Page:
It may be said that a Christian Science practitioner occupies a similar relation to his patient that a clear window does to a room. A window lets in light; nevertheless it is neither the light nor the source of light. As the window does not engage one's thought when he is beholding the landscape, so the practitioner is entirely subordinate to that sublime outlook on God and His creation which the patient has a right to gain. No genuine Christian Scientist desires to call attention to himself or to his personal views. The best aid that can be given a patient is to help him to think rightly for himself. The sooner the patient learns to correct his own thoughts and acts, the sooner he will manifest harmony and become a useful member of society.
It is distinctly understood in Christian Science practice that one does not need to know the life history of a patient in order to heal him. The understanding of immutable, divine Principle, rather than the knowledge of false, human beliefs, enables one to heal and to be healed. One cannot afford to give out gossip, or to listen to it, under the guise of uncovering error. Error is uncovered when it is seen to be unreal. So long as error appears real, its mask has not been removed. There is, therefore, no excuse for ignoring evil, and one must steadfastly obey the Scriptural injunction, "Be not overcome of evil, but overcome evil with good."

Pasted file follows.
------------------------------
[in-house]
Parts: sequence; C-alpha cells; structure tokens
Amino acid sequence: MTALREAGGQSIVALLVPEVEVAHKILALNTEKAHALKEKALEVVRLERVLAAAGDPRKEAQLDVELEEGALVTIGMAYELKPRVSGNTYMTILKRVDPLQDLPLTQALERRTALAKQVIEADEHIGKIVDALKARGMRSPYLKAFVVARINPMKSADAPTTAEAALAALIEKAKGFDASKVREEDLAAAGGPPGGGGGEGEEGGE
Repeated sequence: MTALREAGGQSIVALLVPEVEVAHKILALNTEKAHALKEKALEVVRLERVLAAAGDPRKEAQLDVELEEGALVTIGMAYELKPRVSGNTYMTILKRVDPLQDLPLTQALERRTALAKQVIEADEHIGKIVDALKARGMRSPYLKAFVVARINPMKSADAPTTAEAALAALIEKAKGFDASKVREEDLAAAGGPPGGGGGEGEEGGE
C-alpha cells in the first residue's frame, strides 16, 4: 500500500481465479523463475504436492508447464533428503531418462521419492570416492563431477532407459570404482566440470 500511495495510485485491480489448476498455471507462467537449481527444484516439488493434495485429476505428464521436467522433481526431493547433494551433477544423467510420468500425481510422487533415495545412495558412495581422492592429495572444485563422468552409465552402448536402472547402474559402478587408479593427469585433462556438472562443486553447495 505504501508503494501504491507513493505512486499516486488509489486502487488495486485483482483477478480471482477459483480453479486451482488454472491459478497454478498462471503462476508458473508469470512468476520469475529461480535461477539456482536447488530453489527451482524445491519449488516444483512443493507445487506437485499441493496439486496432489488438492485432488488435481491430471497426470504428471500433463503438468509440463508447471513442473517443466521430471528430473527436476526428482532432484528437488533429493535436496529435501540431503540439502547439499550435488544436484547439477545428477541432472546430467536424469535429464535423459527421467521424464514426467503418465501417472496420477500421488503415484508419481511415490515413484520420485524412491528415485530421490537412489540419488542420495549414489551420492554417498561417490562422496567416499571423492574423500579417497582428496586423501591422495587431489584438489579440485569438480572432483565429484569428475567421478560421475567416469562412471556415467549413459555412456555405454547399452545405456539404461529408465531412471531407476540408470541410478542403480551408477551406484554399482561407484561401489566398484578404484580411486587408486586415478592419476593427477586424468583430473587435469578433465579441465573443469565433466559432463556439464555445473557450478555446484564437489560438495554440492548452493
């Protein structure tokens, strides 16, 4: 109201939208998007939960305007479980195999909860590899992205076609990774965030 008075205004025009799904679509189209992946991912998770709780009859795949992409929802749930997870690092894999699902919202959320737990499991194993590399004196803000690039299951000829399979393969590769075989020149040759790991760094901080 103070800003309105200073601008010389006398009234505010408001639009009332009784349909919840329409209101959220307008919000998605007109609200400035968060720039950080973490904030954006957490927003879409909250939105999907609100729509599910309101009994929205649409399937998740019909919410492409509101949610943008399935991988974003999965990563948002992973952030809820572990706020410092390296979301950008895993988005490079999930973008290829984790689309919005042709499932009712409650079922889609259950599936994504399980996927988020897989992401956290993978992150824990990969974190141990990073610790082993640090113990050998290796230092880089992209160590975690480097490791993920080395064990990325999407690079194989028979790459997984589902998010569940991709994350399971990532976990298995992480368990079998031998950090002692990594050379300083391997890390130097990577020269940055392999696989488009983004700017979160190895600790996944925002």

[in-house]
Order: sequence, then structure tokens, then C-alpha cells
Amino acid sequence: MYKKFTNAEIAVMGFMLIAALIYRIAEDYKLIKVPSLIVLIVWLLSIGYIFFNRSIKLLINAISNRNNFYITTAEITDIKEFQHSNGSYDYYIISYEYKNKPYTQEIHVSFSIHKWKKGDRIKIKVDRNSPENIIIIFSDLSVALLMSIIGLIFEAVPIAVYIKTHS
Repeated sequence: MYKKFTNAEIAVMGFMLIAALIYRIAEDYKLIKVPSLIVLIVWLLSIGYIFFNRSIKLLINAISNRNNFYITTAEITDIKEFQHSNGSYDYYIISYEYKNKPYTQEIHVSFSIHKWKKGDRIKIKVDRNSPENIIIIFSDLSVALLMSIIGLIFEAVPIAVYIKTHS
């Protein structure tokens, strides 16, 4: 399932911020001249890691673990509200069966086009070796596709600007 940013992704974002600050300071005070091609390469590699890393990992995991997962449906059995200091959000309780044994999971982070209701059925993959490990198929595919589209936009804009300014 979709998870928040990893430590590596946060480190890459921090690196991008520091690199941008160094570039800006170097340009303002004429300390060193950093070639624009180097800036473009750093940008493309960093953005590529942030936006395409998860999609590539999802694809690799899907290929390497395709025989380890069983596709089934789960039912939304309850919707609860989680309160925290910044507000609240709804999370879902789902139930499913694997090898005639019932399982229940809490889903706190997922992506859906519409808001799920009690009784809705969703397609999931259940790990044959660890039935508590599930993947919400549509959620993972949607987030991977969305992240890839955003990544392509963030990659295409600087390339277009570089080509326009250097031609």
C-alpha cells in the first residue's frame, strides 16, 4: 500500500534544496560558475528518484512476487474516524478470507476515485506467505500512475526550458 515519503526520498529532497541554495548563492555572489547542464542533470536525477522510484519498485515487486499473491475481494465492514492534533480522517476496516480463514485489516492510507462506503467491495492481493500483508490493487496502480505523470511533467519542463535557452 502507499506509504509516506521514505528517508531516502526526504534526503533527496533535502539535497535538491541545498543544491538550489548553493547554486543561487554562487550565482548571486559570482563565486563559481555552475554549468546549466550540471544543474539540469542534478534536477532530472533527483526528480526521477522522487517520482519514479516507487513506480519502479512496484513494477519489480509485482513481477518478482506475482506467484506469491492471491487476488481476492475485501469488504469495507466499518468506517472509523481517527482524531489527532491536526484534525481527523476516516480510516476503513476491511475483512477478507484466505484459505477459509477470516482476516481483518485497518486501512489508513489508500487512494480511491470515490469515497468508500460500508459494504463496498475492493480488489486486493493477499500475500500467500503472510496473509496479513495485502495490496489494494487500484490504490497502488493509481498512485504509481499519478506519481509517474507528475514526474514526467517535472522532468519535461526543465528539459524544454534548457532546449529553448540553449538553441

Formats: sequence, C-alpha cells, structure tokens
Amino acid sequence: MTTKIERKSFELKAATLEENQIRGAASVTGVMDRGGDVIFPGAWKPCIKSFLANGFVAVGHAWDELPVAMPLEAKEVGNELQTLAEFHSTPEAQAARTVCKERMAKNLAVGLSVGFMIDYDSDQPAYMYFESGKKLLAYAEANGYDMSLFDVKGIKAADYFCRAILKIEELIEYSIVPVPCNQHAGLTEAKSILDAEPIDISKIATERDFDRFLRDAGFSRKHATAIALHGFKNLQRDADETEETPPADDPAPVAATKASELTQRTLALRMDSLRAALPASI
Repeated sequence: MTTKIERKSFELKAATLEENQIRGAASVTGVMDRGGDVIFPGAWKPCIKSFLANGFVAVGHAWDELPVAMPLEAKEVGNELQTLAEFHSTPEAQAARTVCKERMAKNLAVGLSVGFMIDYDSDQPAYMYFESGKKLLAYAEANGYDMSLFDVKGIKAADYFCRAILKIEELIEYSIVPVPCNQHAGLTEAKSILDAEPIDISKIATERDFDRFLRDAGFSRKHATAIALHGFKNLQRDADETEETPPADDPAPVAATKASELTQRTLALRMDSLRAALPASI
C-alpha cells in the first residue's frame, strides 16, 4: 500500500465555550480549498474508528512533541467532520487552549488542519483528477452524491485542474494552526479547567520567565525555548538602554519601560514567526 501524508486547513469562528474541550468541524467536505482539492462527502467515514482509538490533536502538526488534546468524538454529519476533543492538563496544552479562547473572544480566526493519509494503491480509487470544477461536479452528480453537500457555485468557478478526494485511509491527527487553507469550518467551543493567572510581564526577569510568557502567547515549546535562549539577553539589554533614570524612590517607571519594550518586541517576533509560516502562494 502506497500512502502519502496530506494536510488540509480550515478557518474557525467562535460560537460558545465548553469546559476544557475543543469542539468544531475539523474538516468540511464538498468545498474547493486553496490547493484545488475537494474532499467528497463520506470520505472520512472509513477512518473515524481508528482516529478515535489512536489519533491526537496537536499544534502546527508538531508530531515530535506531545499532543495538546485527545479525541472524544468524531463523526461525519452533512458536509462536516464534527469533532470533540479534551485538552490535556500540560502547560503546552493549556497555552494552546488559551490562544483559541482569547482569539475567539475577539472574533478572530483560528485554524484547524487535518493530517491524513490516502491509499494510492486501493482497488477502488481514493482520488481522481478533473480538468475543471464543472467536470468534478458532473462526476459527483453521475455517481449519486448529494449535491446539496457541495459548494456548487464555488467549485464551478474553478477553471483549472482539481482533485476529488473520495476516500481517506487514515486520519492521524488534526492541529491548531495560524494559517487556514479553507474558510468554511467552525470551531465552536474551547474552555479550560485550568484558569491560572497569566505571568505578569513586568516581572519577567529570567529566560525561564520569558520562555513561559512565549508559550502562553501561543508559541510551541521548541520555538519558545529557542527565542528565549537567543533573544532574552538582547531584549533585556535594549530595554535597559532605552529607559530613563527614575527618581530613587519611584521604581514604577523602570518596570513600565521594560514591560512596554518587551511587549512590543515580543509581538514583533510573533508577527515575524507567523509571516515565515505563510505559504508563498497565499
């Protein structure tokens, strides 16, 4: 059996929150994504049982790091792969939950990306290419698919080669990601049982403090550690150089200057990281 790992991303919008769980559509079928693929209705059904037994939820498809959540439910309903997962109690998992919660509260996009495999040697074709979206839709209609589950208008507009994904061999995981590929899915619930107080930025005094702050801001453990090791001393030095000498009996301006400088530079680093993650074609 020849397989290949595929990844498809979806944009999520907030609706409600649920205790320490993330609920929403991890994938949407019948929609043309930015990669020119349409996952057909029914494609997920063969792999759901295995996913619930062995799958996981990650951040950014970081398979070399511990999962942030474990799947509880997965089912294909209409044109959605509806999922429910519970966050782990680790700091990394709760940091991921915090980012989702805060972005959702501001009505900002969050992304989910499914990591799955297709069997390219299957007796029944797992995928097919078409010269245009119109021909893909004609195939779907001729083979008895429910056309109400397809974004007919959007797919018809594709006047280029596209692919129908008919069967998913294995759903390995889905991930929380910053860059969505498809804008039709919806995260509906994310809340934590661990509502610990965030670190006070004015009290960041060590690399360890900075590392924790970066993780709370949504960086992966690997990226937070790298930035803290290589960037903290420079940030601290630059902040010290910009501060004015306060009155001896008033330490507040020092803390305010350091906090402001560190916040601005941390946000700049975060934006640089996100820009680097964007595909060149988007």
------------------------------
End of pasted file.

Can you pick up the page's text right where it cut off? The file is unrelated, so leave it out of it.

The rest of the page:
Mrs. Eddy writes in "Science and Health with Key to the Scriptures" (p. 206): "The exercise of the sentiments —hope, faith, love—is the prayer of the righteous. This prayer, governed by Science instead of the senses, heals the sick." How lucidly it is set forth that this hope and faith are in God alone, and that this love is the love of good, supersensual rather than sentimental.